The Red Sox lose again, head back to Boston 0-6

34 Comments

I’ve been getting annoyed at all of the “no team who has ever started 0 and whatever has ever made the playoffs” stuff, but I suppose at some point those numbers are going to become relevant. And we’re a day closer to that, because Boston lost again this afternoon, and they did it in frustrating fashion. At least at the end.

There were two outs in the ninth, with the Sox down 1-0.  David Ortiz walked, and Darnell McDonald pinch-ran for him. J.D. Drew hit a grounder up the middle that ricocheted off Chris Perez’s foot and bounced to the third baseman Adam Everett. McDonald would have been safe at second by a mile had he stopped, but he overran the bag, slipped, and then couldn’t get up as he tried to crawl back. Everett threw to second baseman Orlando Cabrera who tagged McDonald out to end the game.  MLB.com doesn’t have the highlight up yet, but here’s a handy animated gif of the play. The fact that it repeats over and over will make Red Sox fans enjoy it all the more.

Before all of that we had a pitchers’ duel and some small-ball supreme. Jon Lester and Fausto Carmona were both on point, each shutting out the other side over seven innings on a cold windy day, Lester doing so with nine Ks. In the bottom of the eighth the Indians manufactured a run with a walk, a steal, a sacrifice and then a squeeze play, with Adam Everett doing the walking, stealing and running and Asdrubal Cabrera laying down the squeeze bunt. And he may have had his foot out of the batter’s box when he bunted and should have been out, but that’s fairly academic now.

The Sox have a quiet plane ride back to Boston this afternoon and then a series against the Yankees that — dare I say it on April 7th? — is a must-win.

Joe DiMaggio’s hitting streak ended 78 years ago today

Getty Images
Leave a comment

There’s nothing special about a 78-year anniversary. It’s not a round number or anything and we tend to like round numbers. But (a) I was reminded of this today; and (b) we have no idea if the Martians will have invaded and taken over the planet come 2021, so I feel like it’s best to run this now than wait for the 80th anniversary. Cool? Cool.

Anyway: on this day in 1941, Joe DiMaggio’s still-unbroken and possibly unbreakable (see below) 56-game hitting streak came to end. The game took place in Cleveland in front of a staggering 67,468 fans. Not bad for a Thursday night. The way the streak ended, courtesy of an ESPN Classic post from Larry Scwartz back in 2003:

Third baseman Ken Keltner makes two outstanding plays, grabbing DiMaggio smashes down the line in the first and seventh innings and throwing him out at first base. In between these at-bats, left-hander Al Smith walks DiMaggio in the fourth.

The Yankee Clipper has one more chance to extend his streak when he bats in the eighth with the bases full against Jim Bagby, a young right-hander who just enters the game. DiMaggio hits the ball sharply, but shortstop Lou Boudreau plays a bad hop perfectly and turns the grounder into a double play.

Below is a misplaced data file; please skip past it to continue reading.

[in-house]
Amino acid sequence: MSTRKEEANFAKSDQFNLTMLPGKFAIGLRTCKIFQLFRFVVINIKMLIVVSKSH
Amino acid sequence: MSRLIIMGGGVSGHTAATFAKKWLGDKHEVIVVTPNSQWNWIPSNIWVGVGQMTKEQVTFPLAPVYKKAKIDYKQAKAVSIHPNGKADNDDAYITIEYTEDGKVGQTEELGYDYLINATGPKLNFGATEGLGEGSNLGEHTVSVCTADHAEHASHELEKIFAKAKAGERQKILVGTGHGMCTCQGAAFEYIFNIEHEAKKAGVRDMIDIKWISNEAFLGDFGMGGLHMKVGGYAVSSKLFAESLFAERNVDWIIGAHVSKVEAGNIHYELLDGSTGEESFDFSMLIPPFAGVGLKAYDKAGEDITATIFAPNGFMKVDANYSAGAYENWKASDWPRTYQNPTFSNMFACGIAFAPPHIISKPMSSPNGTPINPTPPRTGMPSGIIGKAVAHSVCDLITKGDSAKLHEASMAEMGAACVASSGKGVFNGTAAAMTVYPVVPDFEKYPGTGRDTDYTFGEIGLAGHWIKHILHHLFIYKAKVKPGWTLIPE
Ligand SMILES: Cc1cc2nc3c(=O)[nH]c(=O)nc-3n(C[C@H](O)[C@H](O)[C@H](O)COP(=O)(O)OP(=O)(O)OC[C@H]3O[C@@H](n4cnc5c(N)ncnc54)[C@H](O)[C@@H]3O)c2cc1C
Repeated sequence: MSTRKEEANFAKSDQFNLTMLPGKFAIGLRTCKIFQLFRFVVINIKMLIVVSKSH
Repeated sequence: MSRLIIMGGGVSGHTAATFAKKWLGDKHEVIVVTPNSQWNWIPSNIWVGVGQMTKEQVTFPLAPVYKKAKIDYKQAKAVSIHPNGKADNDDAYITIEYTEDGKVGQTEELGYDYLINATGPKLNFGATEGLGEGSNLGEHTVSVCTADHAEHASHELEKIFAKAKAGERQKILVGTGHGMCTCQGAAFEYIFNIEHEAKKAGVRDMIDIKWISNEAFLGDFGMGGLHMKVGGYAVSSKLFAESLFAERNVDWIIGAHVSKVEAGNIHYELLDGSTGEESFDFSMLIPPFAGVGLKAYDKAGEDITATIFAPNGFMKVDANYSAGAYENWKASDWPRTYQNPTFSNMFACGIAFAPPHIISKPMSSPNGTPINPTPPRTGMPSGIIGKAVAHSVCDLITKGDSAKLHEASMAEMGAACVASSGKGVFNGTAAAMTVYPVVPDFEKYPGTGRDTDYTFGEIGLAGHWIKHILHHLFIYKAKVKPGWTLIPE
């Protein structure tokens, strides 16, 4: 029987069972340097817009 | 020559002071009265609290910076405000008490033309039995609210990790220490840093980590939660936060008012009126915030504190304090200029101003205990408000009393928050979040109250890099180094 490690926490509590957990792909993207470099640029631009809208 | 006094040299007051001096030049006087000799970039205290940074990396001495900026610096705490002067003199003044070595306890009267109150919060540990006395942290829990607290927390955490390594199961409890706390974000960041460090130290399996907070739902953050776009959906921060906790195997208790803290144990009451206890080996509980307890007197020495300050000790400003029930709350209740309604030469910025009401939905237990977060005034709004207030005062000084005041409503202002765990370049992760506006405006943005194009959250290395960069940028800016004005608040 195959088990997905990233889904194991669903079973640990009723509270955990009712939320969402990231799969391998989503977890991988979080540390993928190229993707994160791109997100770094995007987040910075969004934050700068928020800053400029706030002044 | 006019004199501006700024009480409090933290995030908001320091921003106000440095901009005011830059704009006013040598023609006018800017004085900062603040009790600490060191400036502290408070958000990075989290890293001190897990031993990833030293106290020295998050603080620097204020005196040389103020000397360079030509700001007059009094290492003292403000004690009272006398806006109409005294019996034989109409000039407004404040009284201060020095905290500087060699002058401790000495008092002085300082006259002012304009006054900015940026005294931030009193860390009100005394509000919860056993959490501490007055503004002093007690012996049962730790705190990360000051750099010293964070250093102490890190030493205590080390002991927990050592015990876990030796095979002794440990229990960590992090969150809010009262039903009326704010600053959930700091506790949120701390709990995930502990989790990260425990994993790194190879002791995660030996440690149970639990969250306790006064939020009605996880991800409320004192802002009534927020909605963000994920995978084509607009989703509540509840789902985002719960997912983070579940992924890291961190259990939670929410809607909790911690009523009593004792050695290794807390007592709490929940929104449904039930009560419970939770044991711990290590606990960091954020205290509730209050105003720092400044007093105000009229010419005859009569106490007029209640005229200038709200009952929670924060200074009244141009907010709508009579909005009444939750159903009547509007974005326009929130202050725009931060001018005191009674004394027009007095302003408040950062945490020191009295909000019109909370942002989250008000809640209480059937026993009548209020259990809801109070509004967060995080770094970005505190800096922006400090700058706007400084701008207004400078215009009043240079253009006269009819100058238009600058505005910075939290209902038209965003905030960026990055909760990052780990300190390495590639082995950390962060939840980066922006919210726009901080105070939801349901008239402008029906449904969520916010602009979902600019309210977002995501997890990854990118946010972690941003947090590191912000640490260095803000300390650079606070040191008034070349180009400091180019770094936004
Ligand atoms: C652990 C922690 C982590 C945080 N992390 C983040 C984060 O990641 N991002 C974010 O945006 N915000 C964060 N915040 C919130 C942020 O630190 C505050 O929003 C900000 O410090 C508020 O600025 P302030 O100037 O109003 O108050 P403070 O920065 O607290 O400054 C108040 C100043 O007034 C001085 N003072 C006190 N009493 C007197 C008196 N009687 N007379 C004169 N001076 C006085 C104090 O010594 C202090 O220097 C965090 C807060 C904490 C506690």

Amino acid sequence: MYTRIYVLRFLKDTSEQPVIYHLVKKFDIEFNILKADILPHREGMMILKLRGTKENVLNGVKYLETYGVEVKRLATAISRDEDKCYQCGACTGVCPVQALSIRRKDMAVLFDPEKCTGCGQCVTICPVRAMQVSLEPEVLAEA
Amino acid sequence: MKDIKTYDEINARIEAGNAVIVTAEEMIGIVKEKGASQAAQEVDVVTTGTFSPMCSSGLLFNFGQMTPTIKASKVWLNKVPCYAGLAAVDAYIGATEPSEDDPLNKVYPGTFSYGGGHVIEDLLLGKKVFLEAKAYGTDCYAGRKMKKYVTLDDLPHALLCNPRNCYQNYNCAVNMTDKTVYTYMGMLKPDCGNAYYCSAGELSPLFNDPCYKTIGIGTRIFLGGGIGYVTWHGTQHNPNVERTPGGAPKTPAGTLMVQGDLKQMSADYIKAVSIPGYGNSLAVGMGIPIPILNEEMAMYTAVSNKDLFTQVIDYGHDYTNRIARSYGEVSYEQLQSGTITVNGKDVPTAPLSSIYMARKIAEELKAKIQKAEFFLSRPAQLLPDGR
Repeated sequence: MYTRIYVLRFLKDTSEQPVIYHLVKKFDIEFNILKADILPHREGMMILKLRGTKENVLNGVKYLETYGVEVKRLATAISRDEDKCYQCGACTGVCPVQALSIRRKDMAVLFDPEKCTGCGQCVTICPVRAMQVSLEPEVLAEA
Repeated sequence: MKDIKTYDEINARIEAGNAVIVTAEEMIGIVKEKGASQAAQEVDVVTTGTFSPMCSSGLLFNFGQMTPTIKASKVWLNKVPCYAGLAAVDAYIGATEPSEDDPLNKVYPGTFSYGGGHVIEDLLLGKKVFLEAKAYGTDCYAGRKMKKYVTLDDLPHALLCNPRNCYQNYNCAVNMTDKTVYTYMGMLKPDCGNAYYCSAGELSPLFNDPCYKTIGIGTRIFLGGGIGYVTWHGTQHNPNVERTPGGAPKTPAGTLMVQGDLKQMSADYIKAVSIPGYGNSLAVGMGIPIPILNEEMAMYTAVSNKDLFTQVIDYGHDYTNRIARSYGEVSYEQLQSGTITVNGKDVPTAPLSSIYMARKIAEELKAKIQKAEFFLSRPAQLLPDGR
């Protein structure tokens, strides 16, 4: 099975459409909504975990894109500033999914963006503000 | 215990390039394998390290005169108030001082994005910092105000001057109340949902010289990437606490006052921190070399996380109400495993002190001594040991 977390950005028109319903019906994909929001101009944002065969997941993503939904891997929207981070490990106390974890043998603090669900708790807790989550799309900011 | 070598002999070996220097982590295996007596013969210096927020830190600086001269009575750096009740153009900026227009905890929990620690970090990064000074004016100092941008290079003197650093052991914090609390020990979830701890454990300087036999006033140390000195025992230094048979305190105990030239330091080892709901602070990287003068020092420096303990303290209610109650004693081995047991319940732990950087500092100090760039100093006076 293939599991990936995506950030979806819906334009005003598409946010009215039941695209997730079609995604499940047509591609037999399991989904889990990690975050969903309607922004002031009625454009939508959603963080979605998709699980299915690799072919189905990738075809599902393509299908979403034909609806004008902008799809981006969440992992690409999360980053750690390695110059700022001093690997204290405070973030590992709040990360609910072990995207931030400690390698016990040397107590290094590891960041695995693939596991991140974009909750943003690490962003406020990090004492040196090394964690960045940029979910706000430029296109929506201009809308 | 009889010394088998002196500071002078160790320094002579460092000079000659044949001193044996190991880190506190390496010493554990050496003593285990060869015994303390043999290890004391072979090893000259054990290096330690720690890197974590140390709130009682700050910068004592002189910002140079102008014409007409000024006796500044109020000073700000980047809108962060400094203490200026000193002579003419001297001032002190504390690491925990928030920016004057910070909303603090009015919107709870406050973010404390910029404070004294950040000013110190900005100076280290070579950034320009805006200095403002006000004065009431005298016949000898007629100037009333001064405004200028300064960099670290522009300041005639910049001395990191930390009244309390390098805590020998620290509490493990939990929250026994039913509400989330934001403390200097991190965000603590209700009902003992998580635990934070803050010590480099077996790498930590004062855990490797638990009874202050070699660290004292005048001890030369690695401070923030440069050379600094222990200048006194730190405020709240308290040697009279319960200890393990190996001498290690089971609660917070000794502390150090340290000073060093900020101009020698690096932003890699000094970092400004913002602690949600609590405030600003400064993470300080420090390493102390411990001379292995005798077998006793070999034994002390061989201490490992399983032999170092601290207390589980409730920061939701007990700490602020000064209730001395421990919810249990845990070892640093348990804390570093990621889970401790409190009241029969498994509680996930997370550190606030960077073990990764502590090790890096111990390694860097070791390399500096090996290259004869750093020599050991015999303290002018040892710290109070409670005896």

Stuff happens.

To be clear: 56 may not be broken in my lifetime or yours. It’s obviously a SUPER difficult task to string together a hitting streak of considerable length. As we saw when guys like Pete Rose or Paul Molitor or whoever have come within spitting distance of DiMaggio’s record — long spitting distance — the pressure ramps up and it’s hard to do you job with a lot of pressure. Add in the fact that simple base hits are harder to come by in today’s game than they used to be due to prevalent hitting, pitching and defensive trends, and it’d be no shocker whatsoever if no one ever does it.

But I draw the line at “unbreakable,” simply because, as noted above, stuff does happen. And because there’s nothing structural preventing it from happening. It’s not like Cy Young’s 511 wins or something which fundamental changes in the game have made basically impossible. No one is going to win 26 games a year for 20 years straight or what have you. Heck, CC Sabathia is baseball’s current gray hair among pitchers and only has a few dozen more career starts than that. It’s just a different game.

Hitters do play in 150-160 games now, though, and the good ones do average more than one hit per game. Putting them in the right arrangement may never be likely, but doing so is only a matter of stars aligning, not breaking the fundamental rules of engagement. It could happen. Maybe. Because, unlike some other records, it did before under broadly similar circumstances.

OK, that aside, I’ll offer up my favorite and most maddening DiMaggio hitting streak fact.

During his streak, which lasted from May 15-July 17, DiMaggio went 91-of-223, which is a .408 average. Between April 15-September 28 (i.e. the whole dang season) Ted Williams hit .406. And when it was all said and done he was substantially better in virtually every other batting category as well.

Joe DiMaggio won the MVP Award.